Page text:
The deaths of over 118 people in a twin bombing attack in the central Nigeria city of Jos is yet more terrible news coming from the West Africa nation. But it is also part of a wider trend.
Last year, almost 75% of the world's victims of explosive weapons were from improvised explosive devices (IEDs). Not cluster munitions, not state-purchased landmines, not aerial bombardments, rather IEDs. Explosives secreted in innocuous cars parked by cafes, suicide bombs strapped to the chests of indoctrinated young men, massive detonations set off under busy highways.
These terrible weapons have a devastating and often hidden global impact. The charity I work for, Action on Armed Violence (AOAV), recorded almost 23,000 civilians killed or injured last year by these weapons alone. This figure is 35% higher than the year before, when just under 17,000 civilians were harmed.
The astonishing global rise of the IED is almost totally unreported. Isolated bombing attacks can get much local and international press coverage, but the wider trend goes neglected. It is understandable why. There is a certain powerlessness that many feel in the face of such ugly weapons. They are used by organisations that often lurk in the shadows - terrorist groups and insurgencies.
So the institutions and organisations that usually debate the harm caused by weapons - charities, governments, the United Nations - seem at a loss as how to respond. The successful approaches of diplomacy and international treaties in banning, say, landmines or cluster munitions, seem redundant in the face of this weapon of terror.
But does that mean we should stand by and do nothing? Of course not. The question is - what can be done?
For a start we can try to stigmatise their use. All to often the dominant voice that you hear following a bombing is that of the suicide bomber themselves, recorded before their terrible deed, with a backtrack of quasi-mystical music. This narrative, often captured in some of the final words of a young man or woman headed to their violent death, ends at the bombing. The injured are left unremembered and unrecognised.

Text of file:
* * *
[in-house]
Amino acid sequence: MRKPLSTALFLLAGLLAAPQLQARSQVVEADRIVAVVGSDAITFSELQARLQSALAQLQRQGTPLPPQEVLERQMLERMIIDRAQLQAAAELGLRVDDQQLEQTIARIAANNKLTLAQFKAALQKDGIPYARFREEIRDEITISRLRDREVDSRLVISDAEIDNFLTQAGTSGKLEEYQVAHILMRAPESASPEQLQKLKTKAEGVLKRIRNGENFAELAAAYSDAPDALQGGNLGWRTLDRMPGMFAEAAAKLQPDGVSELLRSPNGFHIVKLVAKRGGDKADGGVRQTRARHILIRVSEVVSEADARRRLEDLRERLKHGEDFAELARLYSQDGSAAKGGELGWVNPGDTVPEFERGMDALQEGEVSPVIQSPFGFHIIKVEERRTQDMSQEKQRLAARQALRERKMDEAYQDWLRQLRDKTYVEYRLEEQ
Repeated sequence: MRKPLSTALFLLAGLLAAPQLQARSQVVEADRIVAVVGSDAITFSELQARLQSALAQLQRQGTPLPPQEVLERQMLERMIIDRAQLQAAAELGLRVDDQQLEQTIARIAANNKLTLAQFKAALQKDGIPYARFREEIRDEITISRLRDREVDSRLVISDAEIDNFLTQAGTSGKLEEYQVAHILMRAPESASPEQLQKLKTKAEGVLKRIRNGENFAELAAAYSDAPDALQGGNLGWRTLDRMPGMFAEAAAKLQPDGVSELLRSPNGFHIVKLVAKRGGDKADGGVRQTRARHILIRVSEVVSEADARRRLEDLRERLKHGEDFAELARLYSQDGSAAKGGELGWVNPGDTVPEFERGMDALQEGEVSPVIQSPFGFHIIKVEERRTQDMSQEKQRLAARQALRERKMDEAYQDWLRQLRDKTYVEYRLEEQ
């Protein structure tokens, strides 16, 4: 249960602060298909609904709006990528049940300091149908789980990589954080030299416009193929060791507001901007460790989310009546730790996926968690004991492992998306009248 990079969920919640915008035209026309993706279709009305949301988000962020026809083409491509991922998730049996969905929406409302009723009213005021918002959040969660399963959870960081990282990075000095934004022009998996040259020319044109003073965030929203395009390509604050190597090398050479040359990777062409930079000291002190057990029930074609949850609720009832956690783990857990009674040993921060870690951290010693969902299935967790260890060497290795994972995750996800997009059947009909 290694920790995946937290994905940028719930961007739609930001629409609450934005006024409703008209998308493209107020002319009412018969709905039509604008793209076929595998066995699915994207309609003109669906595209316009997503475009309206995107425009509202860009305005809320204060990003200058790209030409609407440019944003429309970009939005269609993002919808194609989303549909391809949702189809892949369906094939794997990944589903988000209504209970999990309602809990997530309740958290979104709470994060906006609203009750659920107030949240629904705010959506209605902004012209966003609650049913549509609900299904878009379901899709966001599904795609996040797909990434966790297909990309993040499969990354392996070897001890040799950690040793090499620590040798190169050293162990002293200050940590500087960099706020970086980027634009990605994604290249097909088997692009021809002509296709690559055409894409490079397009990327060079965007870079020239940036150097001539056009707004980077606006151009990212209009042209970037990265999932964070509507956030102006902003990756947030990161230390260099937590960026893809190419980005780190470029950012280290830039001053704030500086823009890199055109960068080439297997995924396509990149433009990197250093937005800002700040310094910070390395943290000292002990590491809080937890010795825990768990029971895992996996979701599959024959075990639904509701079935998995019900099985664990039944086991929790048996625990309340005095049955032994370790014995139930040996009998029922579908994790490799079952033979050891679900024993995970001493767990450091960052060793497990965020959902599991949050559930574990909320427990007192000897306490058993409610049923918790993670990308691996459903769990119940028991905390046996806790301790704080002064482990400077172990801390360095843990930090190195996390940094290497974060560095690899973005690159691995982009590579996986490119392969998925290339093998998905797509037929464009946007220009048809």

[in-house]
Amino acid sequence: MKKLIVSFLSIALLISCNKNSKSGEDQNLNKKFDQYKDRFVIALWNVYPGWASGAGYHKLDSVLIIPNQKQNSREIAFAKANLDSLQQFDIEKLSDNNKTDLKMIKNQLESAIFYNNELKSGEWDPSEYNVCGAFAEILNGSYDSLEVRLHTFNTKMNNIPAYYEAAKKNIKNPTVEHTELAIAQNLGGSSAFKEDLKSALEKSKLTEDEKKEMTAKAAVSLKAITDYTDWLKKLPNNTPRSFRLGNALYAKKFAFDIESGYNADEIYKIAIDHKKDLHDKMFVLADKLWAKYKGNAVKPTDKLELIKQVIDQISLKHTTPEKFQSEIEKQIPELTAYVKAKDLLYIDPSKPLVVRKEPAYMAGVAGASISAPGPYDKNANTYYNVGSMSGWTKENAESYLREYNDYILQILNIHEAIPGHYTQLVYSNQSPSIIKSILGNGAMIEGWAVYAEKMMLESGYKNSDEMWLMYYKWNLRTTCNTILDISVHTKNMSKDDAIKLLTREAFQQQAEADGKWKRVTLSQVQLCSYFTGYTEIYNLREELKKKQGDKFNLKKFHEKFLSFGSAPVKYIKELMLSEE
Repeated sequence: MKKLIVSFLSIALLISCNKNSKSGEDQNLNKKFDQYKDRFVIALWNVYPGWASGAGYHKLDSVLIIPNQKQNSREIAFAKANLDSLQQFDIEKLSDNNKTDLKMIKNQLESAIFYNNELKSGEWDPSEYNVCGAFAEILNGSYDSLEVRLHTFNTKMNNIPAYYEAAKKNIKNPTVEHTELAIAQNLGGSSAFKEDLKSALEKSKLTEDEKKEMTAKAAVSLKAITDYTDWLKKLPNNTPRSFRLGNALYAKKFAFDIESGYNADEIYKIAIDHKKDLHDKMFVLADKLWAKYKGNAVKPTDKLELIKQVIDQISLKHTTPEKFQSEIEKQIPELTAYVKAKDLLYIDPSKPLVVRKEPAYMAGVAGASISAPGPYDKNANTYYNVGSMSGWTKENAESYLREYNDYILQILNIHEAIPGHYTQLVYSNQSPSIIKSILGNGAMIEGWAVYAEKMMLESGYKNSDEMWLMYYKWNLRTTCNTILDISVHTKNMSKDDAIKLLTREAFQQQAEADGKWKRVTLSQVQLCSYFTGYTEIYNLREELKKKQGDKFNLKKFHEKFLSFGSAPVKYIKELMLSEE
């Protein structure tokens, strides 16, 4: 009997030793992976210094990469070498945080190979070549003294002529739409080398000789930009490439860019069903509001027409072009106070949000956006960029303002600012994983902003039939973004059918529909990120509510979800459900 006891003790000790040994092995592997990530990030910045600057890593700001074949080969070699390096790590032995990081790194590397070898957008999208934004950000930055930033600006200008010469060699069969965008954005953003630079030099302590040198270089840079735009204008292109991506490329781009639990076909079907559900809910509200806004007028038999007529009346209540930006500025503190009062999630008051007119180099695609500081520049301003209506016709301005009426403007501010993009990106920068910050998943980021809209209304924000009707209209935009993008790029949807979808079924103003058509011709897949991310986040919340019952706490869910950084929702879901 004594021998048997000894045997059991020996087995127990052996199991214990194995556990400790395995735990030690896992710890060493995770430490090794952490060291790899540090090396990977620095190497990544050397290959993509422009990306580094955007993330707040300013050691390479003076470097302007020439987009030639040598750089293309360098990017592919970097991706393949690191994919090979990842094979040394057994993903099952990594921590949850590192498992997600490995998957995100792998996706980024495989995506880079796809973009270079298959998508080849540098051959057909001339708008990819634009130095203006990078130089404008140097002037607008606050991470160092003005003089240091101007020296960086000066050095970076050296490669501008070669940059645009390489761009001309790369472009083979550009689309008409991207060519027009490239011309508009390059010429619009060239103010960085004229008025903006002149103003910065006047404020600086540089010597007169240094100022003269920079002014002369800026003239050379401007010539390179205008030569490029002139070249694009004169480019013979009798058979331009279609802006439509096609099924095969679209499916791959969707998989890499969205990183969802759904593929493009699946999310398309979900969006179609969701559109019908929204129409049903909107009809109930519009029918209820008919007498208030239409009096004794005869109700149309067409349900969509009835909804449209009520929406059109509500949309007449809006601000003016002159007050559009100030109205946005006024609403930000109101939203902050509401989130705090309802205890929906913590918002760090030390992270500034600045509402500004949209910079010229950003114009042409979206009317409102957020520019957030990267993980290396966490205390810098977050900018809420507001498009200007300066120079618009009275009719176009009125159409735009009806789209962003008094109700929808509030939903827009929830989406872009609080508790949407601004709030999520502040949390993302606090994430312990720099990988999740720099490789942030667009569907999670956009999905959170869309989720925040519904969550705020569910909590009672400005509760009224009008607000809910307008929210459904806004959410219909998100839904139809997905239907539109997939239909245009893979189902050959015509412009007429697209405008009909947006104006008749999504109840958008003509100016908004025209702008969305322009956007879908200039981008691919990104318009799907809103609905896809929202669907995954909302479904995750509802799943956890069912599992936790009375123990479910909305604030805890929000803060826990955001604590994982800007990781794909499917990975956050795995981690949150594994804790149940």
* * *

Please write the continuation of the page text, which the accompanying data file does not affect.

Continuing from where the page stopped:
In a small way we should try to wrestle the narrative of violence from the bombers. Today, AOAV launched a video that adopts the look and feel of one of these suicide bomber videos. But rather than focusing on the message of the bomber, this video highlights the pain and suffering of the victims.
In this particular case, it records the testimonies of men and women whose lives were devastated by one of Pakistan's most notorious attacks, the Moon Market bombings in Lahore in December 2009. At least 60 people were killed in that bombing and over a hundred more were wounded in one of Lahore's busiest markets.
Our research behind the video shows some stark truths that deserve consideration. Only 6% of victims interviewed received psychological support. About half (44%) of victims had to return to hospital multiple times for follow on treatment. 74% of people spoken to, who were injured or lost family members, believed they were worse off financially due to the attack. And nobody has been convicted for any involvement in the Moon Market bombings.
Clearly governments, charities and the public at large can do more to recognise the long-term physical, psychological and financial needs of victims of IED attacks.
Governments can do this by insisting, for a start, that the names and numbers of those hurt or killed by such weapons are properly recorded and made public. They can ensure that budgets for public health authorities are shored up when hospitals are forced to take on the immense burden of treating the many victims these weapons create. They can try to prevent the dissemination of bomb making information on the Internet. And they can ensure that their own security services are properly trained not to get too 'trigger happy' in the face of the threat of IEDs, to ensure innocent civilians are not killed by nervous troops - as occurred all too frequently in the US occupation of Iraq.
These are major and ambitious hopes, of course. But we can all start by acknowledging that there is a problem that has crept up on us. And we should be concerned. Because if the suicide bomber becomes the weapon of choice in Iraq, in Pakistan, in Nigeria, then it may not be long before they will be seen much closer to home.